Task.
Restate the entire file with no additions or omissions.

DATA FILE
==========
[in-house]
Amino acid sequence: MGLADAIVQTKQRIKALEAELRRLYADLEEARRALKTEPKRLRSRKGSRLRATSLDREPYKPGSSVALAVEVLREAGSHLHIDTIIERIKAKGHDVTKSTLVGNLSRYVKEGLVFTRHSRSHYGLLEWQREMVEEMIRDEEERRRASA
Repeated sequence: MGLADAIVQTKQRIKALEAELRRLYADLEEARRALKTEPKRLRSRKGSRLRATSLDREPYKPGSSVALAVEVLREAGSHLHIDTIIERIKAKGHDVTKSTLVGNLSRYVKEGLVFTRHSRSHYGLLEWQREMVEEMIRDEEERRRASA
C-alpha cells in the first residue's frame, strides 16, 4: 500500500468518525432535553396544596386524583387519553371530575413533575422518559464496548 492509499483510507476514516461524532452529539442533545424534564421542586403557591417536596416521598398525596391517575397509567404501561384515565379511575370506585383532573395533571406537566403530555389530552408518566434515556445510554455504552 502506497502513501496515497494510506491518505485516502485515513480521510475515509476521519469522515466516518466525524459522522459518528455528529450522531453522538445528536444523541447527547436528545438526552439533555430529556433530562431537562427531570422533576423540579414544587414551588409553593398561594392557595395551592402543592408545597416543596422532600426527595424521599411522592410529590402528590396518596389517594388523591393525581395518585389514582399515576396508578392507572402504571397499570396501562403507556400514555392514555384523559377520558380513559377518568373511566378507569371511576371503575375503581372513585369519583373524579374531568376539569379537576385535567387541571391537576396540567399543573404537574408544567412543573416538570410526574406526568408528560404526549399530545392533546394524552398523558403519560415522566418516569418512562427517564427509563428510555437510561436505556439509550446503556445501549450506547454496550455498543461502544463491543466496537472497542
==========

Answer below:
[in-house]
Amino acid sequence: MGLADAIVQTKQRIKALEAELRRLYADLEEARRALKTEPKRLRSRKGSRLRATSLDREPYKPGSSVALAVEVLREAGSHLHIDTIIERIKAKGHDVTKSTLVGNLSRYVKEGLVFTRHSRSHYGLLEWQREMVEEMIRDEEERRRASA
Repeated sequence: MGLADAIVQTKQRIKALEAELRRLYADLEEARRALKTEPKRLRSRKGSRLRATSLDREPYKPGSSVALAVEVLREAGSHLHIDTIIERIKAKGHDVTKSTLVGNLSRYVKEGLVFTRHSRSHYGLLEWQREMVEEMIRDEEERRRASA
C-alpha cells in the first residue's frame, strides 16, 4: 500500500468518525432535553396544596386524583387519553371530575413533575422518559464496548 492509499483510507476514516461524532452529539442533545424534564421542586403557591417536596416521598398525596391517575397509567404501561384515565379511575370506585383532573395533571406537566403530555389530552408518566434515556445510554455504552 502506497502513501496515497494510506491518505485516502485515513480521510475515509476521519469522515466516518466525524459522522459518528455528529450522531453522538445528536444523541447527547436528545438526552439533555430529556433530562431537562427531570422533576423540579414544587414551588409553593398561594392557595395551592402543592408545597416543596422532600426527595424521599411522592410529590402528590396518596389517594388523591393525581395518585389514582399515576396508578392507572402504571397499570396501562403507556400514555392514555384523559377520558380513559377518568373511566378507569371511576371503575375503581372513585369519583373524579374531568376539569379537576385535567387541571391537576396540567399543573404537574408544567412543573416538570410526574406526568408528560404526549399530545392533546394524552398523558403519560415522566418516569418512562427517564427509563428510555437510561436505556439509550446503556445501549450506547454496550455498543461502544463491543466496537472497542